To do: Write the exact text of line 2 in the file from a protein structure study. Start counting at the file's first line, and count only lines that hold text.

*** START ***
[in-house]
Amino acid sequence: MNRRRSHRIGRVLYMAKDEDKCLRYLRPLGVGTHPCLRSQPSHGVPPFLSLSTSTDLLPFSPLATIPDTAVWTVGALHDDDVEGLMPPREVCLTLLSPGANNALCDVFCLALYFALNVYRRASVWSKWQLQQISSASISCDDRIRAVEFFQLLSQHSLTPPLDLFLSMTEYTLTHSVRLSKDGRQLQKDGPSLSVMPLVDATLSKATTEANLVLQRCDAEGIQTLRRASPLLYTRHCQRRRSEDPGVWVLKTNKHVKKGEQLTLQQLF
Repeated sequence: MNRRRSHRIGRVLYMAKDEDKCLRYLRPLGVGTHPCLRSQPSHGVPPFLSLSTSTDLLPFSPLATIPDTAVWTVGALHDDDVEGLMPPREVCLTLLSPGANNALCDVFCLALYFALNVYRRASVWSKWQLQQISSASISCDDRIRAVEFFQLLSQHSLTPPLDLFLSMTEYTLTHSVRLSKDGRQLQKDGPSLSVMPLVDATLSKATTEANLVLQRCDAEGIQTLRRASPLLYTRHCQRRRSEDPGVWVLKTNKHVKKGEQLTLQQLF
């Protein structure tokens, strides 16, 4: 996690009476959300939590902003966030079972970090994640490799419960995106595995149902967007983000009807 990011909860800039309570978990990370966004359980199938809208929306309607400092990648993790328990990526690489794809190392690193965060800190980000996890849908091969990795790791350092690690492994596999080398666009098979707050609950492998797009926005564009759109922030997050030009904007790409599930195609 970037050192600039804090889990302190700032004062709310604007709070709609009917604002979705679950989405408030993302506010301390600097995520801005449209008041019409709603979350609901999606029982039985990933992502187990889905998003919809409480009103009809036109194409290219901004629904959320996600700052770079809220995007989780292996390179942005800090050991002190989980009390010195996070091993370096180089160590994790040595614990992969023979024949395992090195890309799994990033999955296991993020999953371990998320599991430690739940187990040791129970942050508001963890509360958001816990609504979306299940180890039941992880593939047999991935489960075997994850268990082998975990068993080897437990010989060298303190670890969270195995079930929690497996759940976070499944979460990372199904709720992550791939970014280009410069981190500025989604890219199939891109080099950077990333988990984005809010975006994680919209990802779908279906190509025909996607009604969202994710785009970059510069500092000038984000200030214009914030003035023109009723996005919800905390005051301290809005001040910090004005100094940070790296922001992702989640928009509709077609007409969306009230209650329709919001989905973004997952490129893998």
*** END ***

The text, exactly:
Amino acid sequence: MNRRRSHRIGRVLYMAKDEDKCLRYLRPLGVGTHPCLRSQPSHGVPPFLSLSTSTDLLPFSPLATIPDTAVWTVGALHDDDVEGLMPPREVCLTLLSPGANNALCDVFCLALYFALNVYRRASVWSKWQLQQISSASISCDDRIRAVEFFQLLSQHSLTPPLDLFLSMTEYTLTHSVRLSKDGRQLQKDGPSLSVMPLVDATLSKATTEANLVLQRCDAEGIQTLRRASPLLYTRHCQRRRSEDPGVWVLKTNKHVKKGEQLTLQQLF